"Romania: On the trail of Count Dracula" by Sir John Ure

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Sir John Ure discovers the contrasts and challenges of the Romanian highlands, exploring monasteries, villages – and the legend of Count Dracula.

The romantic-sounding region of Transylvania, the eastern Carpathians and their neighbouring region of Moldova (though not the Republic of that name) all lie within one country – Romania. But as we spent a week travelling around this extended section of eastern Europe we felt that, although we might indeed be geographically within one country, we were in fact traversing three separate and quite distinct emotional and historical worlds.

The first world was one of Gothic fantasy. It is epitomised by Bran Castle, with its much-vaunted connections with Vlad the Impaler – better known as Count Dracula. Other castles crowd the hilltops with their turrets and dungeons, their armouries and torture chambers. This is a world in which Ludwig II – the mid-19th-century mad king of Bavaria – and Wagner would have felt at home.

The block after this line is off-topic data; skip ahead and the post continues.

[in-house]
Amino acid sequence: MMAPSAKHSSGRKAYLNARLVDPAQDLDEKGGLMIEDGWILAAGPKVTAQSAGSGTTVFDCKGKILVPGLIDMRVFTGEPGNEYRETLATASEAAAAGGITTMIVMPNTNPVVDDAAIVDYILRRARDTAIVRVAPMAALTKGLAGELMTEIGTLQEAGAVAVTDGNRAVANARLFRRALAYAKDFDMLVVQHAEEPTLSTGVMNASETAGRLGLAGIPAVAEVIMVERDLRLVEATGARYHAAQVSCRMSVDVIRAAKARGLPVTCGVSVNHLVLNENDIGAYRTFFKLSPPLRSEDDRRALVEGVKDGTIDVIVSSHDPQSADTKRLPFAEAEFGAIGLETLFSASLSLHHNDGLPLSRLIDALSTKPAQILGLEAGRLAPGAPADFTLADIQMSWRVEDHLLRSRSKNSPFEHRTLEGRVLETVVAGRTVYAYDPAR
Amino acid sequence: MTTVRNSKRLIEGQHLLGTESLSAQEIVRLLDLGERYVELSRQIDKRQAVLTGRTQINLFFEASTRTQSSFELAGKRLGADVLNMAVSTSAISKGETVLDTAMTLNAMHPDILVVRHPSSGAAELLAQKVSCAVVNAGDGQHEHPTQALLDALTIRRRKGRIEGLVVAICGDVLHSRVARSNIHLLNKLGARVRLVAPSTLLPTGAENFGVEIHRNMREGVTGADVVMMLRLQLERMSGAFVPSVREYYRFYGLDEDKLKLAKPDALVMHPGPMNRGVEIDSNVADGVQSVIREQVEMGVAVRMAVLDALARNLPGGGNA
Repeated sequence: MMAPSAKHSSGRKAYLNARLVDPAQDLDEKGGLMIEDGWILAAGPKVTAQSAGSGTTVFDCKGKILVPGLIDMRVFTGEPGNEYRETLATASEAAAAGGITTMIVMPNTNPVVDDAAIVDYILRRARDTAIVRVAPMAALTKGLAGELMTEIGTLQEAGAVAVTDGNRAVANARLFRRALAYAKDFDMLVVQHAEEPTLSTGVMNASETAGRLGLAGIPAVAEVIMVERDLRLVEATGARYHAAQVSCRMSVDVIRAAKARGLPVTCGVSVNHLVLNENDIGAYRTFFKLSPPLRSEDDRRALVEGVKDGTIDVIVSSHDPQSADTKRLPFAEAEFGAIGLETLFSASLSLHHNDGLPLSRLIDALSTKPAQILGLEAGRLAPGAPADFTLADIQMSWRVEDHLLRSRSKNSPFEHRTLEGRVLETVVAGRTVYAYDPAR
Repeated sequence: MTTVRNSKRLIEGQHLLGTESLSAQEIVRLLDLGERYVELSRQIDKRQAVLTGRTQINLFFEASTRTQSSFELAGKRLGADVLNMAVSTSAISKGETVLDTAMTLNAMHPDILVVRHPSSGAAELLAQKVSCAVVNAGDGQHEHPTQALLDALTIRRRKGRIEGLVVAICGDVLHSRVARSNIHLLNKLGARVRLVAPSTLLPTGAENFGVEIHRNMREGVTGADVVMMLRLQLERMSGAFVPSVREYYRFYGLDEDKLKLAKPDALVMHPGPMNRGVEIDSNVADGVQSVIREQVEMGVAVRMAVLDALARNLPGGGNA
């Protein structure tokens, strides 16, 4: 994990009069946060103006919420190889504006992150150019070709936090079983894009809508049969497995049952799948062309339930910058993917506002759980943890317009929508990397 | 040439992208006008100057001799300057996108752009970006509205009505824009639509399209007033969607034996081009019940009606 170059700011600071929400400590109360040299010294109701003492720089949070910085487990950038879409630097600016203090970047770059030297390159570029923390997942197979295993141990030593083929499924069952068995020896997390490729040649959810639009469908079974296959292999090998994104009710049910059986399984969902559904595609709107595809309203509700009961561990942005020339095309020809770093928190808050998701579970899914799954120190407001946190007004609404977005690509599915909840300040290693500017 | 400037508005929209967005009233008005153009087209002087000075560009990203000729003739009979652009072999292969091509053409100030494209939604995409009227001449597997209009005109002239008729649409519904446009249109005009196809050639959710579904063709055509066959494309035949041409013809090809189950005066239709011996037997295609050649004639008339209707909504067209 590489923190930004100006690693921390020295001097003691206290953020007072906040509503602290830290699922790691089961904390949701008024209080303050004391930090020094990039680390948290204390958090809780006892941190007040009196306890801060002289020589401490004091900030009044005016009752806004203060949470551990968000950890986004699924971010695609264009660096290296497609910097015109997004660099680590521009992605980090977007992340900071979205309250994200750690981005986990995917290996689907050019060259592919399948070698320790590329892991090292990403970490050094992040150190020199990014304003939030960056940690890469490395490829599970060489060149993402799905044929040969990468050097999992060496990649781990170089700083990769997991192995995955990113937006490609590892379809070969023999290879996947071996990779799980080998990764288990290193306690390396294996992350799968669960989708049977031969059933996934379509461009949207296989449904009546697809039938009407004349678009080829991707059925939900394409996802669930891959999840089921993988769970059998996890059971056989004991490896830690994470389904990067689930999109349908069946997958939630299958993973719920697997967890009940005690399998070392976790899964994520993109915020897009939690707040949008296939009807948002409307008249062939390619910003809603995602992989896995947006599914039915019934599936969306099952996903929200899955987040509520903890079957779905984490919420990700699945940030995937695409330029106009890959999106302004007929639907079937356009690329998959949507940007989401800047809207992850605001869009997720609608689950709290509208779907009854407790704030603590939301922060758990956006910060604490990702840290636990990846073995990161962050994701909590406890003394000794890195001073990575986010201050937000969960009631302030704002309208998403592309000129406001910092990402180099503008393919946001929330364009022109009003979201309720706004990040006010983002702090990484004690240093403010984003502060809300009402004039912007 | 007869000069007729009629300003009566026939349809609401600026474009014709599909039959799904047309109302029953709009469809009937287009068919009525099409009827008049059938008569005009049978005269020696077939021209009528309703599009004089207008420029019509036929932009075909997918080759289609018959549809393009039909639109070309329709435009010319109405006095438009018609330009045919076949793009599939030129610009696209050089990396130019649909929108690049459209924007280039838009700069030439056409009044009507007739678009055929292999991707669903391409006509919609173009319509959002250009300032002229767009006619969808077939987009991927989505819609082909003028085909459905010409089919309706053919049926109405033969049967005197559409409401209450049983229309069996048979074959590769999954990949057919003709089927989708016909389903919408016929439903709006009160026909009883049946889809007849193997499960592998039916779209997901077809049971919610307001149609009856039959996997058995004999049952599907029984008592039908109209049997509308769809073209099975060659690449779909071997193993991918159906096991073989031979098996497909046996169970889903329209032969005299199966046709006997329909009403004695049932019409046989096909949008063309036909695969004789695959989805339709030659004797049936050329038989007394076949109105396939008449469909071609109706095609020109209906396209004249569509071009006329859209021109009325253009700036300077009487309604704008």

The periodical rumble of thunder and flashes of lightning seem a natural backdrop to its dark coniferous forests, still alive with wolves and the occasional brown bear. Occasional encounters with light-fingered gipsy gangs lend a frisson of danger to the unwary traveller – as we were to discover during our travels. The swans on the moonlit lakes look as if they might at any moment transmogrify themselves into ballerinas in search of a lovelorn prince.

The second world is a more wholesome one of Saxon villages and simple peasant agriculture. Horse-drawn carts trundle slowly along the lanes; small old-fashioned haystacks line the fields and punctuate the horizons; smiling old men scythe in the fields and decoratively dressed women fork up the hay; poppies and other wild flowers enliven the meadows; wooden Saxon houses with their high gates and brightly coloured exteriors line the village streets; every telegraph pole seems to support a nesting crane newly arrived from Africa; Lutheran churches, with their outer defence walls, outnumber Orthodox and Catholic ones. This is the world beloved of Prince Charles, who has bought a manor house in the region. It is no longer Wagner's world, but rather that of The Sound of Music.

Read full article on www.telegraph.co.uk.

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